I keep trying to convince the boss to get a omga. We use a 12” dc dewalt. It’s a freaking nightmare, you have to lean a edge, keep track of that edge, then cut to approximate length so the piece does not span both fences and cut from the same side of the fence at all times. And even then there’s no guarantee. As a result I just size everything on the slider. Sure gets scary trying to size anything under 10” on the slider without proper air clamps or jiggery.

    I probably shouldn’t have addimted to what I just admitted to above on a public forum. My guess is I’m gonna be told “your gonna die”.
    Sounds a bit scary! Neat things I'm seeing about the OMGA are:

    - Real dust collection....with a zero clearance fence and insert the kapex does not collect dust well, that boot behind the blade just doesn't do all that much.
    - Guards behind the blade.
    - Belt drive
    Bumbling forward into the unknown.

  12. #12
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    Quote Originally Posted by Jeff Duncan View Post
    I just sold mine a couple months ago! Just didn't get enough use in my shop so I reluctantly ended up moving it on. I had the 14" version and it's a tank! Very accurate, very heavy, and very powerful. They are fairly easily repairable if you do something bad to it, unlike the lighter duty saws on the market. And the one time I needed parts the people at Omga were very pleasant to deal with. Also worth noting is that the way they're built they are also easy to adjust for square. Can't say anything bad about them.....except that moving them is a pain in the back!

    good luck,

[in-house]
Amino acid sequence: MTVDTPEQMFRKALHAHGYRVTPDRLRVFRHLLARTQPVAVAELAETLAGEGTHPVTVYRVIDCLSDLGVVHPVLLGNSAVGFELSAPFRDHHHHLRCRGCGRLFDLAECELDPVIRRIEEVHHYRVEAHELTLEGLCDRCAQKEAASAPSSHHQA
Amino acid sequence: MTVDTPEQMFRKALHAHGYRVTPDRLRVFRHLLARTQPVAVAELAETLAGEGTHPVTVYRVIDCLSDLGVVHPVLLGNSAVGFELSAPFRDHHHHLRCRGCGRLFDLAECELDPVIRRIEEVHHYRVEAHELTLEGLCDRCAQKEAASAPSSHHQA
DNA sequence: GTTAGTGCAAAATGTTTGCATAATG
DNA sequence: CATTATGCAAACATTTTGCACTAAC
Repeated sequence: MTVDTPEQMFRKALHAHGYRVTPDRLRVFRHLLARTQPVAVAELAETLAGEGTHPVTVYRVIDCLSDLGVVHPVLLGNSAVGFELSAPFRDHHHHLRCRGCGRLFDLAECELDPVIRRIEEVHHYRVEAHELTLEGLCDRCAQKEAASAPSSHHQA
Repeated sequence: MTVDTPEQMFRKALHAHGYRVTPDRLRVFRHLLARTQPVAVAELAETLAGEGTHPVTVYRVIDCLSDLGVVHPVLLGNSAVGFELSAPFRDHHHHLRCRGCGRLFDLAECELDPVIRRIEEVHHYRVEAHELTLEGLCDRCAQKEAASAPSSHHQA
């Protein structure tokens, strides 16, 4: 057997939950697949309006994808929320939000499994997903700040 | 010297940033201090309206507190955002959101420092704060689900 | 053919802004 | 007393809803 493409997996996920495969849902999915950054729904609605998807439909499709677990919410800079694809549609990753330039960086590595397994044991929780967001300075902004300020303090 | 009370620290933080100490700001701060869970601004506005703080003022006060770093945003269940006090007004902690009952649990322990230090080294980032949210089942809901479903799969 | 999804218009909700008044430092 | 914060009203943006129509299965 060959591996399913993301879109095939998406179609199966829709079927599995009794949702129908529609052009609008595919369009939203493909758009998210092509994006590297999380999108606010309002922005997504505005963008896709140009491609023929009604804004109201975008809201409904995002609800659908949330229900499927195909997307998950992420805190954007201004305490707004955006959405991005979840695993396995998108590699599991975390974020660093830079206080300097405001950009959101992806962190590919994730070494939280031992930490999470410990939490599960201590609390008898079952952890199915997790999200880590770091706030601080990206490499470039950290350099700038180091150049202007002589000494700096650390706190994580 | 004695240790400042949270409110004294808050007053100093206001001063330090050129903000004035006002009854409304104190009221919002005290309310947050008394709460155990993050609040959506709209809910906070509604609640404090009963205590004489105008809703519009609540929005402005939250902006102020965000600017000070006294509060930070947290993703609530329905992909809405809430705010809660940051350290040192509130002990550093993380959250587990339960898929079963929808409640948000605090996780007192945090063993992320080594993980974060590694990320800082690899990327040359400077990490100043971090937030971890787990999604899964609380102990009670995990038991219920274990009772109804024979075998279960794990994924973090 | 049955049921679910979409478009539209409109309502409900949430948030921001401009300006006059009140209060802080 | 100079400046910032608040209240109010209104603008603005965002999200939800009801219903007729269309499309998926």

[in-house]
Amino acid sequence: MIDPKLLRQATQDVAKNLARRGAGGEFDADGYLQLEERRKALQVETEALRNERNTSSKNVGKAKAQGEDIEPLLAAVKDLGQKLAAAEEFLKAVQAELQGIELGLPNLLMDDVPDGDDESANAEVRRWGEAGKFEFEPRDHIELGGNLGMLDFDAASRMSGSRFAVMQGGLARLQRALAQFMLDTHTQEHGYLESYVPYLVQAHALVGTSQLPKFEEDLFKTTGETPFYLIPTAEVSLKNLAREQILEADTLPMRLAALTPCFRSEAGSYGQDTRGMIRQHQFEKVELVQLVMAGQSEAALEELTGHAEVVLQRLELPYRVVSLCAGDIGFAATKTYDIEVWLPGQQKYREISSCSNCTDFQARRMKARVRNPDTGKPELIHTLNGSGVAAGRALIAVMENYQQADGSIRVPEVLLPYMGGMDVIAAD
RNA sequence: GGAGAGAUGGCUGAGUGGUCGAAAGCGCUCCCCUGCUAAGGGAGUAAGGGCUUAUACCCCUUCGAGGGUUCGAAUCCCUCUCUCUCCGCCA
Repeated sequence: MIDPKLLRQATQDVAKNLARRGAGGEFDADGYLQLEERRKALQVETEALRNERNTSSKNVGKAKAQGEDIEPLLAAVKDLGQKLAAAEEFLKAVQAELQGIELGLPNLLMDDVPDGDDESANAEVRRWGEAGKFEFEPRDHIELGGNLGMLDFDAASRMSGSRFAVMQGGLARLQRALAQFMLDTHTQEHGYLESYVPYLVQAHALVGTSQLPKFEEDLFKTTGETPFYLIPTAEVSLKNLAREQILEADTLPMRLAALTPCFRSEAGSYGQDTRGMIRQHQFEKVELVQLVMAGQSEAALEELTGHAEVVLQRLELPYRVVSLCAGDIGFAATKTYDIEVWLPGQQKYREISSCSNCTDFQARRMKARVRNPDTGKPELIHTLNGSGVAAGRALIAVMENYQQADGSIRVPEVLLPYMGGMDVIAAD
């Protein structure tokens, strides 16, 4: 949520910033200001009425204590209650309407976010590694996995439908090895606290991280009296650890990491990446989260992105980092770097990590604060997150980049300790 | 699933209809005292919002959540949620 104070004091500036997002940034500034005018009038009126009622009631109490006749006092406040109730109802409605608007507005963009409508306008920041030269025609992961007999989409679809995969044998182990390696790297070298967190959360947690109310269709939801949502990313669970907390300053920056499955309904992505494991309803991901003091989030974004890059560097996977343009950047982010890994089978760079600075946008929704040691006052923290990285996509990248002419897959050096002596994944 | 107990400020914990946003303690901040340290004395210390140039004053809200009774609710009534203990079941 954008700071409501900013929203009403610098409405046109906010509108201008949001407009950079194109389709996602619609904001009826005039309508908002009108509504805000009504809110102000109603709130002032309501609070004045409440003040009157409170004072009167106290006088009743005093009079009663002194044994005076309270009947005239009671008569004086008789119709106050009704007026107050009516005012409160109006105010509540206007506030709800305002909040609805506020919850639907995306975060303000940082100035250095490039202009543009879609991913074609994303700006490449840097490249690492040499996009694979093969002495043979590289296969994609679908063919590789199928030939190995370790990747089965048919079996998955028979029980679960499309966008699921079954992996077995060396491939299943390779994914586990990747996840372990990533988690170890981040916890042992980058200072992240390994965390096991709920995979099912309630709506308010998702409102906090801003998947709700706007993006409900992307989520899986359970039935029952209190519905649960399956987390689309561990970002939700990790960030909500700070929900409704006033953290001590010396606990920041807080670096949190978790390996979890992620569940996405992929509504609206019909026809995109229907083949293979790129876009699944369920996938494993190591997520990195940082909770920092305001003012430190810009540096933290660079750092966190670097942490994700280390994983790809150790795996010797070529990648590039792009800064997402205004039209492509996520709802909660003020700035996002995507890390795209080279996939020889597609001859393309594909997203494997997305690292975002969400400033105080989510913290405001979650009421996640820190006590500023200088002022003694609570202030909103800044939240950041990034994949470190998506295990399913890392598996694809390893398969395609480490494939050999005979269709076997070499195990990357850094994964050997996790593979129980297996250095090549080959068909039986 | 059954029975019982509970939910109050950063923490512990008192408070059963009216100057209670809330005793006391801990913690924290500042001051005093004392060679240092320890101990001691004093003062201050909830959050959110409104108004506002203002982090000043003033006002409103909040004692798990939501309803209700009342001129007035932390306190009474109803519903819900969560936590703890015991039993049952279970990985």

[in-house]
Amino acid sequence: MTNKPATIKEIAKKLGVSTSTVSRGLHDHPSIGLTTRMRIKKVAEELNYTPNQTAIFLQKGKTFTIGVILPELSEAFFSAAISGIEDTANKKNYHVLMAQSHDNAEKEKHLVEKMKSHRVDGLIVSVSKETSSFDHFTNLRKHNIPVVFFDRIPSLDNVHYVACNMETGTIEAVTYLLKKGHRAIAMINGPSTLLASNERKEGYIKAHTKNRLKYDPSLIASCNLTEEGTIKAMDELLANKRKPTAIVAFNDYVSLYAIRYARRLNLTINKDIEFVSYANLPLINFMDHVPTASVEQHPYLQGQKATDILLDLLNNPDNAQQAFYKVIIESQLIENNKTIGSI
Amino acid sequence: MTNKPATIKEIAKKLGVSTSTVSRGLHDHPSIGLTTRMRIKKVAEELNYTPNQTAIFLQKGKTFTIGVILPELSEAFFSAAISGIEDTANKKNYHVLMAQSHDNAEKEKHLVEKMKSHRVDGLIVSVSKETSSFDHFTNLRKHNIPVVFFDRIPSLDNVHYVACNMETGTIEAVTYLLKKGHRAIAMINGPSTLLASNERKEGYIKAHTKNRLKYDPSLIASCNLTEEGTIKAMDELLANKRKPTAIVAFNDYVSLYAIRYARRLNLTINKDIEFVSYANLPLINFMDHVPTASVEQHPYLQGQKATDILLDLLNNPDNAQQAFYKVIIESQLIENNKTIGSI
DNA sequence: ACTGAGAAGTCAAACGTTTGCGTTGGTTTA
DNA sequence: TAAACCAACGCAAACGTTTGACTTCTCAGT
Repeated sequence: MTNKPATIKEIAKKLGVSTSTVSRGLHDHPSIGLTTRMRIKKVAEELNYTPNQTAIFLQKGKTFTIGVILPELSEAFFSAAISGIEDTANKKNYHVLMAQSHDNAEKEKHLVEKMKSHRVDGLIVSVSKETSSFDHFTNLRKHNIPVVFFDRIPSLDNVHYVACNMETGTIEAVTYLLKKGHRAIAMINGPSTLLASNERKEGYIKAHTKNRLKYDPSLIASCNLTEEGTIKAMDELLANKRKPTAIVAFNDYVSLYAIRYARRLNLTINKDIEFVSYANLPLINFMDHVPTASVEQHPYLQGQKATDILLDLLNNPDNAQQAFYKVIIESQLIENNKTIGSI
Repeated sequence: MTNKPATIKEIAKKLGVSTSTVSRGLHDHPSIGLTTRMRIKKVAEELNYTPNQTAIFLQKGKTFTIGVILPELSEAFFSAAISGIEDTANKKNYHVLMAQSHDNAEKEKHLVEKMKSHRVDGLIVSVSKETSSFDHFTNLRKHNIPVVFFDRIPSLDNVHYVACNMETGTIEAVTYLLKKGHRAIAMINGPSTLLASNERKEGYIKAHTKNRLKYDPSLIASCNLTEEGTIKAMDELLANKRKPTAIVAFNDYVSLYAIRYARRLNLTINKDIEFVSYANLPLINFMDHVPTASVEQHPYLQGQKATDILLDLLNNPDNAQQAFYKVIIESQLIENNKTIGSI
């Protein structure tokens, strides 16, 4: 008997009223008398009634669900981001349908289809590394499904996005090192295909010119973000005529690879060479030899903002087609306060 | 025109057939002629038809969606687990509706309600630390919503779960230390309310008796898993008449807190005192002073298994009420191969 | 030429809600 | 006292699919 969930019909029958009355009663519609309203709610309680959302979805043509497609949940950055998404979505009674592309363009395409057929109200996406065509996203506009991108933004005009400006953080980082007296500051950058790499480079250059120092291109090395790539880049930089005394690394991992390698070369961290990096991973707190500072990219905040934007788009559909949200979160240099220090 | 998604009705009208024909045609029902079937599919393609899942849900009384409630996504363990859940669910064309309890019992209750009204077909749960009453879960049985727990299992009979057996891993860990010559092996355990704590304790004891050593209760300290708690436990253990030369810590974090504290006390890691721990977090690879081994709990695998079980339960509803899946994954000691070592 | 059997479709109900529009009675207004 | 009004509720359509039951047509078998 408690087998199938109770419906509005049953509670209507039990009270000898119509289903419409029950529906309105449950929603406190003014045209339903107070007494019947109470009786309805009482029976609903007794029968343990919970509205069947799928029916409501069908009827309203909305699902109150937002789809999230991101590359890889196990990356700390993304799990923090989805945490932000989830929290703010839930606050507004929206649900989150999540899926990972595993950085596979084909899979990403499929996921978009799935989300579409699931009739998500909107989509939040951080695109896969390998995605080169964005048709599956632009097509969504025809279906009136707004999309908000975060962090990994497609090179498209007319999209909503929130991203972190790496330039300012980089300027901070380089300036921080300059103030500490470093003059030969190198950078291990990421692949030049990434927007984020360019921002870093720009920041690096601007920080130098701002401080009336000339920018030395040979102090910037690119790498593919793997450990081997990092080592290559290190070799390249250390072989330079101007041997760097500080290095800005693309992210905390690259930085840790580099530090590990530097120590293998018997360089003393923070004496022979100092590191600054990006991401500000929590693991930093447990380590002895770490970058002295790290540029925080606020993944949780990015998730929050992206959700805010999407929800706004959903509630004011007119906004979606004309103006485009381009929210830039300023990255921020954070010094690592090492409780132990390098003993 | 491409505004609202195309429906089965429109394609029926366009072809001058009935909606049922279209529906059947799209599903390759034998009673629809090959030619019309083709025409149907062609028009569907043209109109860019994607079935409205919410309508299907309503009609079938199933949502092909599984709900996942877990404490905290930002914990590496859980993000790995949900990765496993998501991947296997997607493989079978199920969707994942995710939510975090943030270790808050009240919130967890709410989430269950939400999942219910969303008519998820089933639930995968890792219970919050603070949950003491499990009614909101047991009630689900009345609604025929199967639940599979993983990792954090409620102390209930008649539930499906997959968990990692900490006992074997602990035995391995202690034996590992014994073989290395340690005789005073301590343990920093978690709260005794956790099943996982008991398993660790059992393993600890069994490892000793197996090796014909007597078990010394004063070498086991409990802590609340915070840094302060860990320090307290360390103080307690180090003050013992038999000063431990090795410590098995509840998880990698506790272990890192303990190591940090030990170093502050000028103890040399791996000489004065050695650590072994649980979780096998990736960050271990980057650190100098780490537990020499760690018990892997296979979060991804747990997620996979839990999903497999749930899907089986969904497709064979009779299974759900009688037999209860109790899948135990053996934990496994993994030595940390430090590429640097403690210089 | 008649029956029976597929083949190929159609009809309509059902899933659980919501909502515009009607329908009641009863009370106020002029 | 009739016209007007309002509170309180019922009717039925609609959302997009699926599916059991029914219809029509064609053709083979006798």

JeffD
    Awesome, appreciate the sound of that. I've come to appreciate cast iron quite a bit.
    Bumbling forward into the unknown.

  13. #13
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    Patrick, that is a nightmare. Any “tool” like that, is not really a tool at all.
    It is a LIABILITY to good and accurate work, and to the business owner’s bottom line. Especially a tool as cheap as that.
    We do one of 2 things with that quality of a tool- framing, or dumpster filler.

    Tools are designed to aid us in the pursuit of good and accurate results, not hinder us.

    We size all our parts on the slider. Occasionally, I wish we had the Omga style machine, but not enough yet to pony up....

  14. #14
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    Brian,

    What about a RAS? They're greedy for space but can be found for short money.

    Full disclosure: I have very little experience with them but a big mill shop near has a big set up with two mounted about 10' apart. Dust collection seems great with those too.

    The Northfield Unipoint is the one I dream about.....

  15. #15
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    I canít imagine you being happy with anything less than the 255lb T53 370. Nothing like an accurate compound miter cut in 16/4 lumber...now that would be cool.